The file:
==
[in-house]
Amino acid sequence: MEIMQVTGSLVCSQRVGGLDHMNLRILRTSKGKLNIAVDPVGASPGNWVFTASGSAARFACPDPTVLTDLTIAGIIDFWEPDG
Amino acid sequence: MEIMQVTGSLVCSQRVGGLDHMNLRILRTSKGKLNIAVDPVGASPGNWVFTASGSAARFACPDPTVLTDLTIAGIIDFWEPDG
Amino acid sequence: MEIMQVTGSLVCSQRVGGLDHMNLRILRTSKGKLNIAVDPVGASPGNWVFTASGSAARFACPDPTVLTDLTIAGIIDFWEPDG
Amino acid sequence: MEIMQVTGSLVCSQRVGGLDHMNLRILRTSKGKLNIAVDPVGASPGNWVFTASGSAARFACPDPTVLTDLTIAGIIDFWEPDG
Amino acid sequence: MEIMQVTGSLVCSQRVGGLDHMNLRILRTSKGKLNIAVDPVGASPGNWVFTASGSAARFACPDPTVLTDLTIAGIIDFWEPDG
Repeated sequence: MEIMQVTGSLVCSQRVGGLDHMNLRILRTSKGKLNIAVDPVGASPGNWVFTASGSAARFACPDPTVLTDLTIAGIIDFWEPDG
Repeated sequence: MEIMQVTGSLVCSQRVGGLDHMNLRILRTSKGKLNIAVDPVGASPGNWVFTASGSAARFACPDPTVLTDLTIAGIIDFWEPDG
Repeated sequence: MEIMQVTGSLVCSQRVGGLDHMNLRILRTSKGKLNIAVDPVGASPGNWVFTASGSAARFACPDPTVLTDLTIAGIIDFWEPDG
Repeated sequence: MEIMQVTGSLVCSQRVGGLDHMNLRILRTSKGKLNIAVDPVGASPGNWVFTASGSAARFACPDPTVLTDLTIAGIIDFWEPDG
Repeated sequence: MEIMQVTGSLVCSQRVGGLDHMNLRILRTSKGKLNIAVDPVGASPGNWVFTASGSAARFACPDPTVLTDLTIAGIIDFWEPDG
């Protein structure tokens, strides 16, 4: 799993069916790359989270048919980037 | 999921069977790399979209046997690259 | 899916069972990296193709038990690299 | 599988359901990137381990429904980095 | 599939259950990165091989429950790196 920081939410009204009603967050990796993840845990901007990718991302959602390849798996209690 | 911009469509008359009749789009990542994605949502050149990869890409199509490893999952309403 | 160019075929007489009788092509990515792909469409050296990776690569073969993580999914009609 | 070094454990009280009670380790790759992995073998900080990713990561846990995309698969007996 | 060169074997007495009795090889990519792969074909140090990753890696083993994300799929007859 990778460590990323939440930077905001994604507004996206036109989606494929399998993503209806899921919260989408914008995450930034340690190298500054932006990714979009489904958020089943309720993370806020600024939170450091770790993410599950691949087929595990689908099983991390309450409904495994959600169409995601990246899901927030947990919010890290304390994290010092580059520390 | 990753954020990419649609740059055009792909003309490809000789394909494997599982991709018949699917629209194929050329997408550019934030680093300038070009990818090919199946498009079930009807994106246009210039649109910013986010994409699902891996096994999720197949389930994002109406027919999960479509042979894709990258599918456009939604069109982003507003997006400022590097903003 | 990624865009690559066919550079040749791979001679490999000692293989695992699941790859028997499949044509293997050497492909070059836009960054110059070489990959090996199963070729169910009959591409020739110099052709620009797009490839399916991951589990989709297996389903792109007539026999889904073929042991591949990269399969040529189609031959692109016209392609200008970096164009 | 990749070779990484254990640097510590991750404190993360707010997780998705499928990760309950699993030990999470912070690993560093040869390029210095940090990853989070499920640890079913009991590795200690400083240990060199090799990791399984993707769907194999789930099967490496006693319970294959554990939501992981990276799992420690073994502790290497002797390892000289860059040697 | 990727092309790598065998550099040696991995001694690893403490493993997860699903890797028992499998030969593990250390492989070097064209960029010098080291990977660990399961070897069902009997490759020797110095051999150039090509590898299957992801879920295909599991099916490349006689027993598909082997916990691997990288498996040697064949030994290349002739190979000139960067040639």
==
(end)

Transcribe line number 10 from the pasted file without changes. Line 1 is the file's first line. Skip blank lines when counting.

Repeated sequence: MEIMQVTGSLVCSQRVGGLDHMNLRILRTSKGKLNIAVDPVGASPGNWVFTASGSAARFACPDPTVLTDLTIAGIIDFWEPDG